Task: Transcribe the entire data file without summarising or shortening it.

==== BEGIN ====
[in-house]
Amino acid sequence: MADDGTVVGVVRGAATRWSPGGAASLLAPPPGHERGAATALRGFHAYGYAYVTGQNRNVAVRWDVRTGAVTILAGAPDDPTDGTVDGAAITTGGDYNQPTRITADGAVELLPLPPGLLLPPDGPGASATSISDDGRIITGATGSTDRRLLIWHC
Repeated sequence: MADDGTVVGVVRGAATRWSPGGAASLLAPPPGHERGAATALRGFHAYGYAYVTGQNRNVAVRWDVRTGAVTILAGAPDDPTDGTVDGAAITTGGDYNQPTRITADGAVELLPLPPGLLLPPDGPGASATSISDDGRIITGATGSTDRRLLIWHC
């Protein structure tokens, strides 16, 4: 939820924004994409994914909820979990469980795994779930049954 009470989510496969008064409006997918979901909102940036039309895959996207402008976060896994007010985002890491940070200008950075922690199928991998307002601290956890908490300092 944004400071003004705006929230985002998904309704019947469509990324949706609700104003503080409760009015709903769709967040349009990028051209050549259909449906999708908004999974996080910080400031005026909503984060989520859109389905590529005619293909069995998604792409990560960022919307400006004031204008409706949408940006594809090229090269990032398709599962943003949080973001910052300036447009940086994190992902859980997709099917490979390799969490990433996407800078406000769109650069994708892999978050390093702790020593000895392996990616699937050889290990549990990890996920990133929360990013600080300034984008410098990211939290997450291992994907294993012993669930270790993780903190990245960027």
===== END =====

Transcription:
[in-house]
Amino acid sequence: MADDGTVVGVVRGAATRWSPGGAASLLAPPPGHERGAATALRGFHAYGYAYVTGQNRNVAVRWDVRTGAVTILAGAPDDPTDGTVDGAAITTGGDYNQPTRITADGAVELLPLPPGLLLPPDGPGASATSISDDGRIITGATGSTDRRLLIWHC
Repeated sequence: MADDGTVVGVVRGAATRWSPGGAASLLAPPPGHERGAATALRGFHAYGYAYVTGQNRNVAVRWDVRTGAVTILAGAPDDPTDGTVDGAAITTGGDYNQPTRITADGAVELLPLPPGLLLPPDGPGASATSISDDGRIITGATGSTDRRLLIWHC
């Protein structure tokens, strides 16, 4: 939820924004994409994914909820979990469980795994779930049954 009470989510496969008064409006997918979901909102940036039309895959996207402008976060896994007010985002890491940070200008950075922690199928991998307002601290956890908490300092 944004400071003004705006929230985002998904309704019947469509990324949706609700104003503080409760009015709903769709967040349009990028051209050549259909449906999708908004999974996080910080400031005026909503984060989520859109389905590529005619293909069995998604792409990560960022919307400006004031204008409706949408940006594809090229090269990032398709599962943003949080973001910052300036447009940086994190992902859980997709099917490979390799969490990433996407800078406000769109650069994708892999978050390093702790020593000895392996990616699937050889290990549990990890996920990133929360990013600080300034984008410098990211939290997450291992994907294993012993669930270790993780903190990245960027």